It’s a position that many parents can’t imagine finding themselves in. Carl Gorham is in his early 40s, with a six-year-old child and has to say goodbye to his wife due to cancer. After a ten-year battle with cancer, Carl’s wife Vikki was succumbing to the illness as it spread through her body.
In an article he penned for The Daily Mail, he shares the moment he had to tell his daughter that her mother wasn’t going to make it. He told her as gently as he could and writes “There is another pause. For a second, I see Romy struggle to take it in, the enormity of it, emotions spread-eagled across her face. Then the realisation seems to hit. She puckers up in agony, rushes towards me and flings herself into my arms, crying.
I hold her so tight I can feel her little heart thumping against her rib-cage. ‘I’m sorry, darling. I’m so sorry,’ I say over and over, as she sobs in my arms.”
Six months later he’s surprised when she announces she wants to “make Mummy”. They set about the art project of making Mummy out of cardboard. Cardboard Mummy becomes part of the family and even joins them at dinner.
Then, Carl’s daughter wants to take her out of the house, to parties, and even too school. It’s clear that this is her way of dealing. Carl writes, “And then I look at the other parent and try to communicate with my eyes, the way adults do when there are children around, that it’s OK, really, and it’s not weird — it is, in fact, healthy that my daughter has made a cardboard effigy of her recently dead mother.”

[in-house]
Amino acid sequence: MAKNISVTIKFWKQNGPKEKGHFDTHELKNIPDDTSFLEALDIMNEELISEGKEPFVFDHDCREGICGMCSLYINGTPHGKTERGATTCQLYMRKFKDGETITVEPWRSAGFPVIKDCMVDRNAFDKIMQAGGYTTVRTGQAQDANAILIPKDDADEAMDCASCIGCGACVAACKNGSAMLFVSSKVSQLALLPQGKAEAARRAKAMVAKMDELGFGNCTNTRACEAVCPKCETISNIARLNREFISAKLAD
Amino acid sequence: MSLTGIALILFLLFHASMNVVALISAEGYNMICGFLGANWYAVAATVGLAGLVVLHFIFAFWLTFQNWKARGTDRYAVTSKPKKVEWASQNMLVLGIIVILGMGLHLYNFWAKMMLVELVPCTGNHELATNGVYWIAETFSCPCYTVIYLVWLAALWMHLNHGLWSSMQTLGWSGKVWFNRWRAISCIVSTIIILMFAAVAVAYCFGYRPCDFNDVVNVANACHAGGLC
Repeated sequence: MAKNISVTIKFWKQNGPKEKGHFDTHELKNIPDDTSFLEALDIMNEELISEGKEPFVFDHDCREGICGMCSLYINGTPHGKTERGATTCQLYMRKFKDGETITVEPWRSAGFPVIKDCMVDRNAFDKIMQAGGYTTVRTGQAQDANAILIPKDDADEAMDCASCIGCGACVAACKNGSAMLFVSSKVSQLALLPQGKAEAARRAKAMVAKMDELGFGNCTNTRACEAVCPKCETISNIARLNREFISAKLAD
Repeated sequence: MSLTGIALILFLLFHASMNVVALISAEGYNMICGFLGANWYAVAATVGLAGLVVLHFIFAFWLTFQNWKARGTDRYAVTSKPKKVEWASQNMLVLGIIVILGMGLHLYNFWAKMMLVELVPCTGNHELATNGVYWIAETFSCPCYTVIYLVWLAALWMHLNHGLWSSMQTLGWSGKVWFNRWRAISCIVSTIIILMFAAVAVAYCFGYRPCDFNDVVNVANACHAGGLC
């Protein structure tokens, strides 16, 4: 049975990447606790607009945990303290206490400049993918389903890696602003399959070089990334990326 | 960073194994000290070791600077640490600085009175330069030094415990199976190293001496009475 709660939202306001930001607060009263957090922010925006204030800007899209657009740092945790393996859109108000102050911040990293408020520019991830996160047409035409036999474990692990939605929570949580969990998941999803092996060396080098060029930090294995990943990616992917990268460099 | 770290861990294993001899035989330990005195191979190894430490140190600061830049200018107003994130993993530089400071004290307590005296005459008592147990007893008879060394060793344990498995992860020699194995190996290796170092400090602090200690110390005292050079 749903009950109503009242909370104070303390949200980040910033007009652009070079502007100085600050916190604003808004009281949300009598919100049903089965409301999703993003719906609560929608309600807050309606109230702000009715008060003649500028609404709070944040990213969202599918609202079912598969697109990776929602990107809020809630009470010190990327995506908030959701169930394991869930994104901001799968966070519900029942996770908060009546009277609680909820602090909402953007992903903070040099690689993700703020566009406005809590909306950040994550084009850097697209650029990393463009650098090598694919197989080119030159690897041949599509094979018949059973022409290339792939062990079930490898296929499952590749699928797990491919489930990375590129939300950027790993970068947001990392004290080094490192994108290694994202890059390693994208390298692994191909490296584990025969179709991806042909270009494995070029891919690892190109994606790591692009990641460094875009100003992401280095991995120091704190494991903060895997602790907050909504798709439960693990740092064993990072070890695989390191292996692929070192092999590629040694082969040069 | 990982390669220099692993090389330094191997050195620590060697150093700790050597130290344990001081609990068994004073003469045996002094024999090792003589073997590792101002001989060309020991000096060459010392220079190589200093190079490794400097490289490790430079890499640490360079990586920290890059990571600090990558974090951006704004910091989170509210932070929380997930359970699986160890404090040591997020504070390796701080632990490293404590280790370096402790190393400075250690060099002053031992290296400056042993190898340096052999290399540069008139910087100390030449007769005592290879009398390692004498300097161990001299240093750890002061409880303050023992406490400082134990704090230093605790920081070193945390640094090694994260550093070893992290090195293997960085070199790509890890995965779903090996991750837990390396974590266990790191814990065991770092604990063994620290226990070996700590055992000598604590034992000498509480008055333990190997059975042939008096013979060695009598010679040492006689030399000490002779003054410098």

After a while, Cardboard Mummy becomes a fixture at home and Carl’s stores it in the attic where his daughter knows she’s safe. He writes, “Romy doesn’t ask to bring her down at all. However, she likes to know she is safe.
There is no question of getting rid of Cardboard Mummy, of letting that relationship go completely, no matter that she drifts further away from us as the months and years go by.
I can see her living in the attic forever, and if we move, she will definitely come, too. And that feels right. For all of us.”